Bhutan will soon have a reliable database on all the water birds roosting and thriving in Bhutan. This will be made possible through the nationwide annual water bird count initiated by Ugyen Wangchuck Institute of Conservation and Environment (UWICE) in Bumthang in collaboration with the Department of Forests and Park Services of Ministry of Agriculture and Forests.
The project, first of its kind, will engage officials from the relevant organizations and bird enthusiasts to scour all the river systems in the country tallying and recording the diversity of Bhutan’s water birds. The officials will be travelling along the many meandering rivers of the country and will try to document and record all water birds they encounter. They will take pictures to identify the species and to add to the ornithology database.
Such an attempt, according to the officials engaged in the project, will help to generate a comprehensive data and information on Bhutan’s water bird diversity. It will not only help reveal how rich Bhutan is in the avifaunal diversity, but will also make information available for researchers and bird lovers.
For now, except for the plain general bird tally, the information on water bird diversity is critically lacking. The bird record in Bhutan included those documented by parks and other protected area system during their regular biodiversity survey and other sporadic sighting of new species chanced upon by forests officials and other bird fans.
The survey team, during the exercise, will particularly look into the types of habitat a particular species is found in and adapted to. In addition, officials said that it will help estimate populations as to how many each species of water birds are thriving in the whole country. The team will also be assessing the bird responses to the climate change.
“Climate change critically impacts the bird and their adaptability,” said survey head of the UWICE. He added, although initially a species of bird though roost and live in certain ecological habitat, their habitat changes due to increase of temperature and other impacts of climate change. Hence, he said, the bird goes through mutation to adapt to the changing environment.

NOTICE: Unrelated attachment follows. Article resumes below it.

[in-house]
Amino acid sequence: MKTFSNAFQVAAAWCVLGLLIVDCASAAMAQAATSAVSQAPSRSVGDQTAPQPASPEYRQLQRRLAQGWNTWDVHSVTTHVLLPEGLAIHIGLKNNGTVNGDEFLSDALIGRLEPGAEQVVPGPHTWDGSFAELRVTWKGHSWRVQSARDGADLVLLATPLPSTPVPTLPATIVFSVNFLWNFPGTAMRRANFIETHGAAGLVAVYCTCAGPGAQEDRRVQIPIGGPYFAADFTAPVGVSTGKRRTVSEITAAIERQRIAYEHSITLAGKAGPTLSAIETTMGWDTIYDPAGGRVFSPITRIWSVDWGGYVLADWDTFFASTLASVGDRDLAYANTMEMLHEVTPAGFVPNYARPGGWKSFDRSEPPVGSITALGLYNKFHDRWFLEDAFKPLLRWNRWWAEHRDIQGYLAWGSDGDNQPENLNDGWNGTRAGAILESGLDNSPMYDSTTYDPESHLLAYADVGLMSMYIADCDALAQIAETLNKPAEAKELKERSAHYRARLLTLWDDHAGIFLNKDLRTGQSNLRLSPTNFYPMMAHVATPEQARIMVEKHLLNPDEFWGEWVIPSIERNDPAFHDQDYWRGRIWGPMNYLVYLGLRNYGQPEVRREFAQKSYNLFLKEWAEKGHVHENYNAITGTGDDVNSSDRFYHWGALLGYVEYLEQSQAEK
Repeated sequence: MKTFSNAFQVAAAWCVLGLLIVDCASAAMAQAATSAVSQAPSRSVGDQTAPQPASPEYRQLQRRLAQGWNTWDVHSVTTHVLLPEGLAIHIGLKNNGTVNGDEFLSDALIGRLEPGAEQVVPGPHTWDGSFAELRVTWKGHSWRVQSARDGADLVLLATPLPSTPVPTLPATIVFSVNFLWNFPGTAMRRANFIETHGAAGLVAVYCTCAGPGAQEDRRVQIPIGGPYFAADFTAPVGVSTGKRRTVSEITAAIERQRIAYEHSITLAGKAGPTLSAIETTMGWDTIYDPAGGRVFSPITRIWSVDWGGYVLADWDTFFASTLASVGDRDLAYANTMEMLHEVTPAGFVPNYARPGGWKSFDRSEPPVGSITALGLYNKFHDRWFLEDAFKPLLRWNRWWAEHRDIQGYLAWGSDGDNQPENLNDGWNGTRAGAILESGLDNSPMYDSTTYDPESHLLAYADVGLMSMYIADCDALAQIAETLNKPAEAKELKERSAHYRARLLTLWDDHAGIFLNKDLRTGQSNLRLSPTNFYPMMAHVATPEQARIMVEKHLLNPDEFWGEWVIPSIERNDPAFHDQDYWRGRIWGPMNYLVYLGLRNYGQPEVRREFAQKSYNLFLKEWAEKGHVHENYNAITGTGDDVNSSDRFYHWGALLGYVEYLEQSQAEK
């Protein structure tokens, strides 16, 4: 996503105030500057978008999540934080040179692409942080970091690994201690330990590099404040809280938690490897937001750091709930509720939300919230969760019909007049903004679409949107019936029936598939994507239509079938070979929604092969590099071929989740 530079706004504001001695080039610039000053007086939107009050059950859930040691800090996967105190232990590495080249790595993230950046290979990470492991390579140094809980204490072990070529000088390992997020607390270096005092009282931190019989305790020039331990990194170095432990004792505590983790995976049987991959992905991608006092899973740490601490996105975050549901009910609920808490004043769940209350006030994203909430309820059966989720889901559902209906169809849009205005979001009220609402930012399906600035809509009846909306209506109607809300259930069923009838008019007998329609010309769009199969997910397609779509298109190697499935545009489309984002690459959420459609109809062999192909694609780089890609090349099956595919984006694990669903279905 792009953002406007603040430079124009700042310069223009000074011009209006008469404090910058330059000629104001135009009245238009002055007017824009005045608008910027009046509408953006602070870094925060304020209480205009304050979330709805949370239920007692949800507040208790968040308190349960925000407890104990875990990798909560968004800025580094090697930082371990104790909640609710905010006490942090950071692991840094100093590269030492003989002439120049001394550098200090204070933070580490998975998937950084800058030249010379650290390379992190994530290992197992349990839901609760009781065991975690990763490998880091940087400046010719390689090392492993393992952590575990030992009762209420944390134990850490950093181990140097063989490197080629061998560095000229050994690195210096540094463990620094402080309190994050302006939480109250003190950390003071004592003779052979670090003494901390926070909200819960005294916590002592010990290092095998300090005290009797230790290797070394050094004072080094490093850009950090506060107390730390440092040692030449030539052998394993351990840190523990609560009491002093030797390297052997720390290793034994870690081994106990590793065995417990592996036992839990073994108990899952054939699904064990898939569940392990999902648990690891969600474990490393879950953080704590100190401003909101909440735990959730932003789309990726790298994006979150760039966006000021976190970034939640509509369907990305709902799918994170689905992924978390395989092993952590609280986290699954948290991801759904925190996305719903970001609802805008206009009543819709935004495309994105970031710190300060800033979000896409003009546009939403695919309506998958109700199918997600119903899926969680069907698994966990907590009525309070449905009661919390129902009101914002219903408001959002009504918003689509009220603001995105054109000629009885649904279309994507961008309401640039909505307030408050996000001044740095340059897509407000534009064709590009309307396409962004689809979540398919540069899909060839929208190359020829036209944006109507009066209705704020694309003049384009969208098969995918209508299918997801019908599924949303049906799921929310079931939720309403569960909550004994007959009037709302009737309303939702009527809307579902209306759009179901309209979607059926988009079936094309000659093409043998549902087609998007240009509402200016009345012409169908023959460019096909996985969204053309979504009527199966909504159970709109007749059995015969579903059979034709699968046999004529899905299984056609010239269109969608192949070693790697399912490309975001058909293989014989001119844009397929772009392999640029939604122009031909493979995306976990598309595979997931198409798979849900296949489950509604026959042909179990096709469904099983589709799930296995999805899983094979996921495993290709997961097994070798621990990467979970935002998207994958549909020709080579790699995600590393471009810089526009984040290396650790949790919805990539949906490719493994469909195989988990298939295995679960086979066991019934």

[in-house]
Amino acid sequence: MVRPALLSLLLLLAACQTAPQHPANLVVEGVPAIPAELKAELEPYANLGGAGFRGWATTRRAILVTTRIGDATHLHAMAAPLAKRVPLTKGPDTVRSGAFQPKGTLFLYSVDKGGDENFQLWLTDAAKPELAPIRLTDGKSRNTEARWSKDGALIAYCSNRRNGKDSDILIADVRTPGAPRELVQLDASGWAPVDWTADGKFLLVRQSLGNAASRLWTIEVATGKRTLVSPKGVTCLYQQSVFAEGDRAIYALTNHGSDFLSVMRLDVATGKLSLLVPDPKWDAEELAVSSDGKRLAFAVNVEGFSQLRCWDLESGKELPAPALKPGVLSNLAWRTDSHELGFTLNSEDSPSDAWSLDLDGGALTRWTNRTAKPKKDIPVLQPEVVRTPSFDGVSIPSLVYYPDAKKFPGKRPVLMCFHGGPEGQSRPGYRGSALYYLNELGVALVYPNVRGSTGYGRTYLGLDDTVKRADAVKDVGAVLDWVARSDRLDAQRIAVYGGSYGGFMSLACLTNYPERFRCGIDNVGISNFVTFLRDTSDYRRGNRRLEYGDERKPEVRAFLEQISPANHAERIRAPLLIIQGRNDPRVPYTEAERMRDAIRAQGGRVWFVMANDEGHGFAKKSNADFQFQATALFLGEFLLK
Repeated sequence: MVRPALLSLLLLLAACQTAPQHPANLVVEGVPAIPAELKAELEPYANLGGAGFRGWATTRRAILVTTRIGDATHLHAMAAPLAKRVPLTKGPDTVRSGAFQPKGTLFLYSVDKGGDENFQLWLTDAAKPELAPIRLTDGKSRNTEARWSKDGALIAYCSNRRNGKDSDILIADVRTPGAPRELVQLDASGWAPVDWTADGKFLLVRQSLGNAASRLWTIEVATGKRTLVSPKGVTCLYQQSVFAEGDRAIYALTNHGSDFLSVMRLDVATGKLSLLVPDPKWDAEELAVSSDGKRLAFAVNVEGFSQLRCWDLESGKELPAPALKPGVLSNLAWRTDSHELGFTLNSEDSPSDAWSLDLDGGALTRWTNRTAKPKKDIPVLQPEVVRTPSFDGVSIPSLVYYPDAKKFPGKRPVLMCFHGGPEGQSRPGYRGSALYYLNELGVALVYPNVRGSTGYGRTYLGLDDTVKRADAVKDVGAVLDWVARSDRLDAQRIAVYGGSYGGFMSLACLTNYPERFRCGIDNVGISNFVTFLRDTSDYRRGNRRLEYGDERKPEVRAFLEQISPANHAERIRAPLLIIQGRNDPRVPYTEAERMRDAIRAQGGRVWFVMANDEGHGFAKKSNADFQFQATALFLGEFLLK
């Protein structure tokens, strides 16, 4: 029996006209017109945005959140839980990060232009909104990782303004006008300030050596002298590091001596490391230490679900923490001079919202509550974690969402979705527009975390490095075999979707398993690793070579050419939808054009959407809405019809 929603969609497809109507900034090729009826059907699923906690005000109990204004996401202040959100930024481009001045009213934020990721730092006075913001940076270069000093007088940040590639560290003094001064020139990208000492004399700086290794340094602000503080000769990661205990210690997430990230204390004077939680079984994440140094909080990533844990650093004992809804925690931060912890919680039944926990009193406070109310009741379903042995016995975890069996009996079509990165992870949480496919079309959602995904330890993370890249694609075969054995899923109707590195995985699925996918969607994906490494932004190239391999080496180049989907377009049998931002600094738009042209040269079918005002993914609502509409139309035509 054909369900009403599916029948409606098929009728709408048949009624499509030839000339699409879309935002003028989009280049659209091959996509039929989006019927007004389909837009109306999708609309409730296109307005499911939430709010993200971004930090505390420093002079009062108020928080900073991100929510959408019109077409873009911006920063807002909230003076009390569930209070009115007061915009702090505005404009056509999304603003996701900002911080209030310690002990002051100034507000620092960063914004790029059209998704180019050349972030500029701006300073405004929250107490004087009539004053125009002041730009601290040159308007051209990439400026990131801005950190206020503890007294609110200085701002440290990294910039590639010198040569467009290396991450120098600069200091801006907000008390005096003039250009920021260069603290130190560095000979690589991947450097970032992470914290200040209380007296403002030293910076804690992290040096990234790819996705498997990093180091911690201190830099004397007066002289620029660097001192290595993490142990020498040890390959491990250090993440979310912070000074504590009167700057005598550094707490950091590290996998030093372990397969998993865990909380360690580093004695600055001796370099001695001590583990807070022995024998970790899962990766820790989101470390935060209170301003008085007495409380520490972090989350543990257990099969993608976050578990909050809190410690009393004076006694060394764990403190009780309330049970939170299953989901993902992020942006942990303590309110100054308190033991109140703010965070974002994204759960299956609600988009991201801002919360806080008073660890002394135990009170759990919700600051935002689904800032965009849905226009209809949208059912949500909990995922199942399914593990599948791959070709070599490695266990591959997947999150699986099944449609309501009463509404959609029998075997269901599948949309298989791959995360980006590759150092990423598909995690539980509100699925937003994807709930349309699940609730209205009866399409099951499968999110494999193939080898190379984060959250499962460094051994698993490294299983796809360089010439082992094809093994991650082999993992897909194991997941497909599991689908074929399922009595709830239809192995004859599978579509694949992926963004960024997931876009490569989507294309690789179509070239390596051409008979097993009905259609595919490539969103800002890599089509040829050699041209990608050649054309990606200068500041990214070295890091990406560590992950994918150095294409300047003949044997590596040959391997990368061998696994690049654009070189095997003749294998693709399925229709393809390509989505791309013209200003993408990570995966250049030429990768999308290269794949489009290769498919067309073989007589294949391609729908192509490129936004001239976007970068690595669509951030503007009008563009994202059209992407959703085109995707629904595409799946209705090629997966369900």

“They either move out to the suitable habitat or else they evolve to fit in the habitat.” Therefore, the survey team members will look into such components and accordingly come out with the findings. Such findings, according to the source, will be made available for information seekers.
The initial launch of the survey was done two weeks ago, coinciding with and in commemoration of the 34th birth anniversary of His Majesty the King Jigme Khesar Namgyal Wangchuck. Every February 21, when the general public celebrates His Majesty’s birth anniversary in Changlimithang and other parts of the country, the team of forest and UWICE officials along with other bird enthusiasts will be down by the valleys, scouring the river banks to record the water birds.
Some of the water birds already recorded and known to be thriving within the river ecosystem of Bhutan are cormorants, ducks, egrets, storks, black-necked crane, plovers, sandpipers, wagtails, kingfishers, dippers and herons.
According to official record with the Ornithology database maintained by UWICE, Bhutan’s bird tally currently stands at 689. Some of the most recent new species of birds recorded and entered in the database include Ardeola Bacchus or Chinese Pond heron which was recorded in June 2014 by the Bumdeling Wildlife Sanctuary, black-headed gull, scientifically termed Larusridibundus first sighted in Royal Manas national Park, Hodgson’s Frogmouth (Batrachostomus hodgsoni) also recorded of their presence in Royal Manas National Park, Barn Owl (Tyto Alba) in Jigme Dorji National Park and a few more.